Insulin…an Undeserved Bad Reputation » Weightology Weekly

Insulin…an Undeserved Bad Reputation » Weightology Weekly

I feel sorry for insulin.  Insulin has been
bullied and beaten up.  It has been cast as an evil hormone that should
be shunned.  However, insulin doesn't deserve the treatment it has
Insulin: A Primer

Insulin is a hormone that regulates the levels of sugar in your
blood.  When you eat a meal, the carbohydrate in the meal is broken down
into glucose (a sugar used as energy by your cells).  The glucose
enters your blood.  Your pancreas senses the rising glucose and releases
insulin.  Insulin allows the glucose to enter your liver, muscle, and
fat cells.  Once your blood glucose starts to come back down, insulin
levels come back down too.  This cycle happens throughout the day.  You
eat a meal, glucose goes up, insulin goes up, glucose goes down, and
insulin goes down.  Insulin levels are typically lowest in the early
morning since it's usually been at least 8 hours after your last meal.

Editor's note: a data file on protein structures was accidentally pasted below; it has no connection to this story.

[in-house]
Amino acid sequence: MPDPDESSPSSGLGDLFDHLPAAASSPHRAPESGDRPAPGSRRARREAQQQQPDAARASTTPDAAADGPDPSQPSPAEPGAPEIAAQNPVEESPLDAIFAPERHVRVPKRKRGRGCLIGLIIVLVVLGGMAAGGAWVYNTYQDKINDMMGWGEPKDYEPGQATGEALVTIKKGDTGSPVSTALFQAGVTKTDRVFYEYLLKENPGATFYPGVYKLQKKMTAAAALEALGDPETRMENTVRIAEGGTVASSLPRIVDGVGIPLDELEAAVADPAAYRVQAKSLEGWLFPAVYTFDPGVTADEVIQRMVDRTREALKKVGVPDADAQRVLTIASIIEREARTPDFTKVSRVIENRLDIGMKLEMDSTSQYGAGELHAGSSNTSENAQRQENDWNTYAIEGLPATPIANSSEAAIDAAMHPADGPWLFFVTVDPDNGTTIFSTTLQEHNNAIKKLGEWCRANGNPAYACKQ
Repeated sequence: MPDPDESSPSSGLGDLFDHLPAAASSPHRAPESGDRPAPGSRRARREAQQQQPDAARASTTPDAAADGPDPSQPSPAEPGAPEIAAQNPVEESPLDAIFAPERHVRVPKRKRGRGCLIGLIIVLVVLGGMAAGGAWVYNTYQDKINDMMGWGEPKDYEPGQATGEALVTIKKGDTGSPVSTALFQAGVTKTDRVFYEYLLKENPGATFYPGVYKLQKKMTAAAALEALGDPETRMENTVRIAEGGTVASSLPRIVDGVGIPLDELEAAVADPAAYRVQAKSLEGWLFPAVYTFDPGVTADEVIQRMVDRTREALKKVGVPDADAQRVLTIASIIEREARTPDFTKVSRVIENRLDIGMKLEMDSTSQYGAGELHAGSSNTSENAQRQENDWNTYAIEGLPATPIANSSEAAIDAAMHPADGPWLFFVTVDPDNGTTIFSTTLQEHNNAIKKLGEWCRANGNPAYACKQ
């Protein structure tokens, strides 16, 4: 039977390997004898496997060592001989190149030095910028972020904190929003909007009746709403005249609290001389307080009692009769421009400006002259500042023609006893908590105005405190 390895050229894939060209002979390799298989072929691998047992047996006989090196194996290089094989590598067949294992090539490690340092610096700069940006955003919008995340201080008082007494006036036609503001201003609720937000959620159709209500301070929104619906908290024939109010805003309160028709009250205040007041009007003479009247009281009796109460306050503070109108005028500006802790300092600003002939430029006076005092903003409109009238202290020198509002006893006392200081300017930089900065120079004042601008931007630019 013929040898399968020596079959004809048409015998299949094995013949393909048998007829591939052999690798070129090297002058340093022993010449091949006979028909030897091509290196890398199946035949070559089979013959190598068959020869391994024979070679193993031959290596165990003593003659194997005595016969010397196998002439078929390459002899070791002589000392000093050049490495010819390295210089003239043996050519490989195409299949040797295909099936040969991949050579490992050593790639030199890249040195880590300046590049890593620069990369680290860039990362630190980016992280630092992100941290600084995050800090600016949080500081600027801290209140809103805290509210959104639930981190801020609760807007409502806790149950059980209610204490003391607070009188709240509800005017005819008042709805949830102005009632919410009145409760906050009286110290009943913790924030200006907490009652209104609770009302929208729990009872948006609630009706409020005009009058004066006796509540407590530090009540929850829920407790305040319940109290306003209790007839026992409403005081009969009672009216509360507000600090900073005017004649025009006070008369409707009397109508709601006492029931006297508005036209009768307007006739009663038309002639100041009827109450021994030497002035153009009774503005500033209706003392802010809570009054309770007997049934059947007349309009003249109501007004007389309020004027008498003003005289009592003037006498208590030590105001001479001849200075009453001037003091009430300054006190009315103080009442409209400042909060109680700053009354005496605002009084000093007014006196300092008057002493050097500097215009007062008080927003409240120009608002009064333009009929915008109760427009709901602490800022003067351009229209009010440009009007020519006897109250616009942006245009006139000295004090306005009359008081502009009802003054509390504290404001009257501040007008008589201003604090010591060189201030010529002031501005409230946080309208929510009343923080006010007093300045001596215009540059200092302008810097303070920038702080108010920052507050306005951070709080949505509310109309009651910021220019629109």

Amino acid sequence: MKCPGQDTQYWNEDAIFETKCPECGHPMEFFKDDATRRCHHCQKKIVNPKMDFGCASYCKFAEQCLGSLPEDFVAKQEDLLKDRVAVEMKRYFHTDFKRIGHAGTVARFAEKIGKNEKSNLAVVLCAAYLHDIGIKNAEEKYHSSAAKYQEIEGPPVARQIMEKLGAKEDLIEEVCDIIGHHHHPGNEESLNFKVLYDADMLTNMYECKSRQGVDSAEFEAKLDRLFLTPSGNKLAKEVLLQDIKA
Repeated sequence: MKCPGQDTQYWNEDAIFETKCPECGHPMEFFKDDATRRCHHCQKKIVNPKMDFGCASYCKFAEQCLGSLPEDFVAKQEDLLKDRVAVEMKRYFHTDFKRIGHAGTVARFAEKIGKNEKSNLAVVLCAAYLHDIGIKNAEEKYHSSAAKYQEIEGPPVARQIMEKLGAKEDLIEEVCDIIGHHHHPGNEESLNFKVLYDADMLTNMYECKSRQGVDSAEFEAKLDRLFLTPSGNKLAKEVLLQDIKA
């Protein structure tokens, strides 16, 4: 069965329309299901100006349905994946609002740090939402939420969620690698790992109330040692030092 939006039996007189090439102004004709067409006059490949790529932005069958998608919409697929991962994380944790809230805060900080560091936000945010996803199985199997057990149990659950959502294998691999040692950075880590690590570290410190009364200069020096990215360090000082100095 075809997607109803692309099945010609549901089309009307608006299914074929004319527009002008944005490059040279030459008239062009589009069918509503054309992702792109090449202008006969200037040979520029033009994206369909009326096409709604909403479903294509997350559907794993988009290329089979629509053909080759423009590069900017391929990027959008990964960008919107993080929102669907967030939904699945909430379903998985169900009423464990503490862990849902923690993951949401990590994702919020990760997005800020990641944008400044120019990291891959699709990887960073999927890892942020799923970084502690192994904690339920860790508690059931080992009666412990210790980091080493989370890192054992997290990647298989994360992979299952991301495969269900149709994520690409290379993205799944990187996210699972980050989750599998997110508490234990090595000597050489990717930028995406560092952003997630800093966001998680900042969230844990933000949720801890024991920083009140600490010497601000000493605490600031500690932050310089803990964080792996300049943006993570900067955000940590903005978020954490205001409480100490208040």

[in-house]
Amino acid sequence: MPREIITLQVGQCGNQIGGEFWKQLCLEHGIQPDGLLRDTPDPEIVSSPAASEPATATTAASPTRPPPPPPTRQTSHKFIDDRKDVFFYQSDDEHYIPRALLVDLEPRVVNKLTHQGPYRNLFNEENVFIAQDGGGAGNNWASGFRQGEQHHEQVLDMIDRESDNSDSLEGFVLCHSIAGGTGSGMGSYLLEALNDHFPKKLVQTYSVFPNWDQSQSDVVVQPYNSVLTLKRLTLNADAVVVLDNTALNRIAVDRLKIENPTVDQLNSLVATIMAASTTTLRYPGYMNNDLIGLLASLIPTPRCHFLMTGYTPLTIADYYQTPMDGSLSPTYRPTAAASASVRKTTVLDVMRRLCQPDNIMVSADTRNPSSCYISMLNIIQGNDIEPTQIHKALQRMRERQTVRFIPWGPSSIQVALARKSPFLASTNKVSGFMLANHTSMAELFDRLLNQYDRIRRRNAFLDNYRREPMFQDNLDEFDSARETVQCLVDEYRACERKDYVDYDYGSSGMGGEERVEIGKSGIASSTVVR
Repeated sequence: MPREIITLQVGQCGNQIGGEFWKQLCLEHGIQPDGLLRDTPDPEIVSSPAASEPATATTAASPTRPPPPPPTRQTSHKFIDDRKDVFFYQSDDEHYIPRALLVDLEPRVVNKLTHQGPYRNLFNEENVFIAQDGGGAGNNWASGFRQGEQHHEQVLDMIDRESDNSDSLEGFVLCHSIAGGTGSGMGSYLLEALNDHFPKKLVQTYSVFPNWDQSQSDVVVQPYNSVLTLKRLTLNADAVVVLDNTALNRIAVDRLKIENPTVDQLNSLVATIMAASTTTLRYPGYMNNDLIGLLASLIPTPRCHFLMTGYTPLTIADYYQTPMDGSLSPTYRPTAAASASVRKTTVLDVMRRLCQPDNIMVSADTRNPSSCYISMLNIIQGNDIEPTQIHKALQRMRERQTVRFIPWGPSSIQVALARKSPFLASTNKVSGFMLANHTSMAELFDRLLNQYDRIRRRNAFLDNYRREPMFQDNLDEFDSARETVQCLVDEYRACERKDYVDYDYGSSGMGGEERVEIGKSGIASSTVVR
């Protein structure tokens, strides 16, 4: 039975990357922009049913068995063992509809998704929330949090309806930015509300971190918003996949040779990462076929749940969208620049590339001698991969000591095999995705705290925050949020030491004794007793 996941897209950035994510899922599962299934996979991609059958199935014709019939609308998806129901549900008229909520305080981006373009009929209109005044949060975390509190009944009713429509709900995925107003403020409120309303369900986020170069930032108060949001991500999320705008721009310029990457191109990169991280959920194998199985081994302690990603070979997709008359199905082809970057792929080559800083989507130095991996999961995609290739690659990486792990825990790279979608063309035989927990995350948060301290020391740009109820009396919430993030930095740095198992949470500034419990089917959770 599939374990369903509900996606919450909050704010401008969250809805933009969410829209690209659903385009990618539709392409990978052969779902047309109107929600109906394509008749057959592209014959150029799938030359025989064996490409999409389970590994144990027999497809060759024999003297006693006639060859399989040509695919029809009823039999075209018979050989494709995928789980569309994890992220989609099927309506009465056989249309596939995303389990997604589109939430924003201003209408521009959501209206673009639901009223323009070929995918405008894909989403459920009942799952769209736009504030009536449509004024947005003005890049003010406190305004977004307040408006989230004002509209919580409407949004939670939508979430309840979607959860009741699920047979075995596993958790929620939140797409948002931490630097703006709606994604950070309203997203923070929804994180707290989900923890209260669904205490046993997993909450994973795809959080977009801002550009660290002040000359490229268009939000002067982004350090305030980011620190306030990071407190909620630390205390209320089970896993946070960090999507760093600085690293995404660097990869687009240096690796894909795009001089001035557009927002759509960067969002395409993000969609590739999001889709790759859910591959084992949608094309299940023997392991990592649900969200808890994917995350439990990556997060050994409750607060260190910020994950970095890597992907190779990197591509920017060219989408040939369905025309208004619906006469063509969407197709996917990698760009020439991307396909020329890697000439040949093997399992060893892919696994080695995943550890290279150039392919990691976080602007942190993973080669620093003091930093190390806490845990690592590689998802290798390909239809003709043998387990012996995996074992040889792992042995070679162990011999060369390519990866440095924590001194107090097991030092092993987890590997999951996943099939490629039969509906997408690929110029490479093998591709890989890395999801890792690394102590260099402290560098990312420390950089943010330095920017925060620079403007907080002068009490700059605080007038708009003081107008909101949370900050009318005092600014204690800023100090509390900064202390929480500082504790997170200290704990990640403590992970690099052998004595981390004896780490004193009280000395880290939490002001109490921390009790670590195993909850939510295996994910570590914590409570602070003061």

Insulin doesn't just regulate blood sugar.  It has other effects as well.  For example, it stimulates your muscles to build new protein (a process called protein synthesis).  It also inhibits lipolysis (the breakdown of fat) and stimulates lipogenesis (the creation of fat).

It is the latter effect by which insulin has gotten its bad
reputation.  Because carbohydrate stimulates your body to release
insulin, it has caused some people to argue that a diet high in
carbohydrate will cause you to gain fat.  Their reasoning, in a
nutshell, goes like this:

High Carbohydrate Diet -> High Insulin -> Increased
Lipogenesis/Decreased Lipolysis -> Increased Body Fat -> Obesity

Using this same logic, they argue that a low carbohydrate diet is
best for fat loss, because insulin levels are kept low.  Their logic
chain goes something like this:

Low Carbohydrate Diet -> Low Insulin -> Decreased Lipogenesis/Increased Lipolysis -> Decreased Body Fat

However, this logic is based on many myths.  Let's look at many of the myths surrounding insulin.

MYTH:A High Carbohydrate Diet Leads to Chronically High Insulin Levels

FACT:Insulin Is Only Elevated During the Time After a Meal In Healthy Individuals

One misconception regarding a high carbohydrate intake is that it
will lead to chronically high insulin levels, meaning you will gain fat
because lipogenesis will constantly exceed lipolysis (remember that fat
gain can only occur if the rate of lipogenesis exceeds the rate of
lipolysis).  However, in healthy people, insulin only goes up in